I like series and I tend to start with the very first one and track them as they develop. To observe how plots and characters develop of course, but equally the writer and the craft itself. Whether a book is honest to its own self-contained purpose while forming another link in a chain. To see how authors deal with more of the same, more of the different. To notice when they find their first wobbly feet, when they get into the stride, when they are most earnest, most practised, most formulaic, most true, most insightful.
I discovered Elizabeth Peters a couple of years ago. On our trip to Kodi, Sudha kept brandishing this paperback about - interesting cover and an even more intriguing title, Crocodile on the Sandbank. Quick scan of the blurb, and words leaped out: 1884, Egypt, tombs, archeologists, mystery. It sounded like fun.
Amelia Peabody, single and wealthy, travels to Egypt to see if it can offer her adventure. It does, of course, in the form of missing mummies and dastardly villains. It also offers her two enduring loves - archaeology and Radcliffe Emerson, 'the greatest Egyptologist of this or any other age.' That sets the tone for the series - they marry, have a son (whom they call Ramses) and return each year to Egypt to excavate sites and have thrilling encounters with arch enemy Sethos and other assorted bad men. There have been 17 books so far, I think.
Peters doesn't 'write' very well but she scores with characterisation, at least her primary characters. Brisk and managing, impetuous and brave, and with a robust sexual appetite, Amelia was amusing to begin with. But the books stayed superficial and a little into the series, I was quite ready to let go. Except they deepened.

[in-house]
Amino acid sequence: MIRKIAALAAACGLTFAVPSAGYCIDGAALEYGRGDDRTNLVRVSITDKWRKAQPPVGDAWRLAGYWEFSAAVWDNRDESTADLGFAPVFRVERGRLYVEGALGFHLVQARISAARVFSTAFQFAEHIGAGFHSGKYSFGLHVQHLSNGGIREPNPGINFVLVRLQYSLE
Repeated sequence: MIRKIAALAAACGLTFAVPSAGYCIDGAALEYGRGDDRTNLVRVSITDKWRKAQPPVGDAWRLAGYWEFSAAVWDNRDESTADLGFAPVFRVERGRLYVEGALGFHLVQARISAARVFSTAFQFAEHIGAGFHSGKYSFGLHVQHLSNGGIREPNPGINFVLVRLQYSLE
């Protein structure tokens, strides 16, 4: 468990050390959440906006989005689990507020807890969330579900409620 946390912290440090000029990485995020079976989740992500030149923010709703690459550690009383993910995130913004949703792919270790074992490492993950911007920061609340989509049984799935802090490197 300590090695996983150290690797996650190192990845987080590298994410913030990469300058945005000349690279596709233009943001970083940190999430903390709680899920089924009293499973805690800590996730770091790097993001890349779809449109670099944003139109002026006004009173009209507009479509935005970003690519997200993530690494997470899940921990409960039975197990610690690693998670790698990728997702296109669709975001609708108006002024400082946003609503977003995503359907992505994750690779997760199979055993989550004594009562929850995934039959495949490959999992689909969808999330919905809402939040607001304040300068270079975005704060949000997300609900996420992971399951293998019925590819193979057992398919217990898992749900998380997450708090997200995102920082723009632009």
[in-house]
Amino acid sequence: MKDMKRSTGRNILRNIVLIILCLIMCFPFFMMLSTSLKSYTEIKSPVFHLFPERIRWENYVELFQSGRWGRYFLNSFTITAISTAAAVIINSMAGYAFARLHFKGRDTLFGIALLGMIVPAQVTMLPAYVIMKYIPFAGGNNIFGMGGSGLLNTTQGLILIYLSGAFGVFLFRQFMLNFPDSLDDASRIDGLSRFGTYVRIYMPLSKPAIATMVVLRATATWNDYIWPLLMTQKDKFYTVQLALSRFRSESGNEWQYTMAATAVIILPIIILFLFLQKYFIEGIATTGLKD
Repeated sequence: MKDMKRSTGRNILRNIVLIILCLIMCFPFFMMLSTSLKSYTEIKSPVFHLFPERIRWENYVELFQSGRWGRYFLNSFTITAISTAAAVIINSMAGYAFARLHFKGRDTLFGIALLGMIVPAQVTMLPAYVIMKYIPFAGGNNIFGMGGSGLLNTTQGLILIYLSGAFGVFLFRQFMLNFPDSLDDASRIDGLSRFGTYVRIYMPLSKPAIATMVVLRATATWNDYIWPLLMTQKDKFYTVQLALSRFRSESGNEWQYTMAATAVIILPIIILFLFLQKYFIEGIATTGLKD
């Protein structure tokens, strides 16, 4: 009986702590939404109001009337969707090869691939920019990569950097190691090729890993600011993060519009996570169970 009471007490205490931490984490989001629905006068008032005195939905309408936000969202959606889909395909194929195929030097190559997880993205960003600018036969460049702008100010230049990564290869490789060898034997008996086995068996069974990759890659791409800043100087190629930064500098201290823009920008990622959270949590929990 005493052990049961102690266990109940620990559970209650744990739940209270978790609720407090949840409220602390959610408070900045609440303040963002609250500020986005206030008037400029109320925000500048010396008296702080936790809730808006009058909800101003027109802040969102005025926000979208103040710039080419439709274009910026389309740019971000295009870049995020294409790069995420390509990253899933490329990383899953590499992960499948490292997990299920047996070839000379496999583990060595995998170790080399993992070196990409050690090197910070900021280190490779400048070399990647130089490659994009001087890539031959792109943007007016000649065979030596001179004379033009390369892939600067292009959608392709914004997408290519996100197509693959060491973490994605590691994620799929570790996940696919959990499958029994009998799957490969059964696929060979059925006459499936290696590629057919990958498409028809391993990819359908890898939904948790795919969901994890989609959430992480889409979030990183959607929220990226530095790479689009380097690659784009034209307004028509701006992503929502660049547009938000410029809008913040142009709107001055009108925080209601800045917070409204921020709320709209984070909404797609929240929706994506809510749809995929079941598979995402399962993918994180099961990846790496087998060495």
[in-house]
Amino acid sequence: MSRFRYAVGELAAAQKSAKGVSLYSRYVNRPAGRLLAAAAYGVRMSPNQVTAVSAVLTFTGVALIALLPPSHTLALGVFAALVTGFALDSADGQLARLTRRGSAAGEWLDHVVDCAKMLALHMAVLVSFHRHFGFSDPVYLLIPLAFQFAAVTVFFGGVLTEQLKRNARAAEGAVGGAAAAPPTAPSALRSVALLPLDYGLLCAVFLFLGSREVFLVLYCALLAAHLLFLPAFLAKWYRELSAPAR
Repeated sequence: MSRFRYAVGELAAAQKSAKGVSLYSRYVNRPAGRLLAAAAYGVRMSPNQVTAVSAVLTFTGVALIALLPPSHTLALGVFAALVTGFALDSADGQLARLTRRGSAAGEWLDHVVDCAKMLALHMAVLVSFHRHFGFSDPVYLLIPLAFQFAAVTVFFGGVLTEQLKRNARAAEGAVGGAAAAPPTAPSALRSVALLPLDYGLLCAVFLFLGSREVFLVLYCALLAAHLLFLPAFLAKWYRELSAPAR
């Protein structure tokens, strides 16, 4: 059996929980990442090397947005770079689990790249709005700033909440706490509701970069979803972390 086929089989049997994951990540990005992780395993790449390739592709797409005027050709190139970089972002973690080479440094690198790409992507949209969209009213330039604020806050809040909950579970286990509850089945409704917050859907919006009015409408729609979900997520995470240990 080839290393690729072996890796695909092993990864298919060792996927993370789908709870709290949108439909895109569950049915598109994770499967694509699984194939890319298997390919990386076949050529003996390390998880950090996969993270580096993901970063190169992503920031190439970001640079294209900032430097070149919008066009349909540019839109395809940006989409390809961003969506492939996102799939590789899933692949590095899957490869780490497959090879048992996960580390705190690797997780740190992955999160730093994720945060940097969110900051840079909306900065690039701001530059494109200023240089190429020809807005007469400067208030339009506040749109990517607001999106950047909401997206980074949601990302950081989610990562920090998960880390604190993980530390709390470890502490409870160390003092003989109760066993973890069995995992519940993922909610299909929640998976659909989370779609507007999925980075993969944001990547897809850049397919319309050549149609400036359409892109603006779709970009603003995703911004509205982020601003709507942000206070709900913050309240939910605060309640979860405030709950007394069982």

Ramses grew up, and gently nudged his parents aside as he took centrestage. The precocious, verbose kid grows into a rather sexy young man, secretly and desperately in love with his adopted sister, Nefret. He has all the usual heroic attributes - intelligence, courage and oodles of sex appeal. He's taciturn, inscrutable, scrupulously polite, and astonishingly respectful of his overbearing parents. But Ramses is a vulnerable hero - a young man with very many fears, someone striving very hard to do the right thing.
He Shall Thunder in the Sky is set in troubled times, the beginning of WW I. The formula remains the same but the backdrop informs the narrative. Racism gets a look in, as do the sordidness of prostitution, and the senselessness of war.
Publicly reviled for not enlisting, Ramses is in fact a spy, albeit a reluctant one. Disguised as an Egyptian leader, he is shot one day and drags himself home in a near-faint. Amelia Peabody, who has hitherto treated her son with a mixture of exasperation and somewhat detached affection, learns what it means to her to have him at death's door.
Ramses's eyes opened. "I still hate this bloody war, you know," he said indistinctly.
"Then why are you doing this?"
His head moved restlessly on the pillow. "It isn't always easy to distinguish right from wrong, is it? More often the choice is between better and worse… and sometimes the line between them is as thin as a hair. One must make a choice, though. One can't wash one's hands and let others take the risks… including the risk of being wrong. There's always better… and worse… I'm not making much sense, am I?"
"It makes excellent sense to me," I said gently.
Including the risk of being wrong! I loved Ramses, and I suspect it was because I took the books at face value and he came up to surprise and move me. If you read these books and find you're beginning to like Ramses, don't start on Seeing a Large Cat without lining up The Falcon at the Portal, He Shall Thunder in the Sky and The Lord of the Silent. That way torture lies.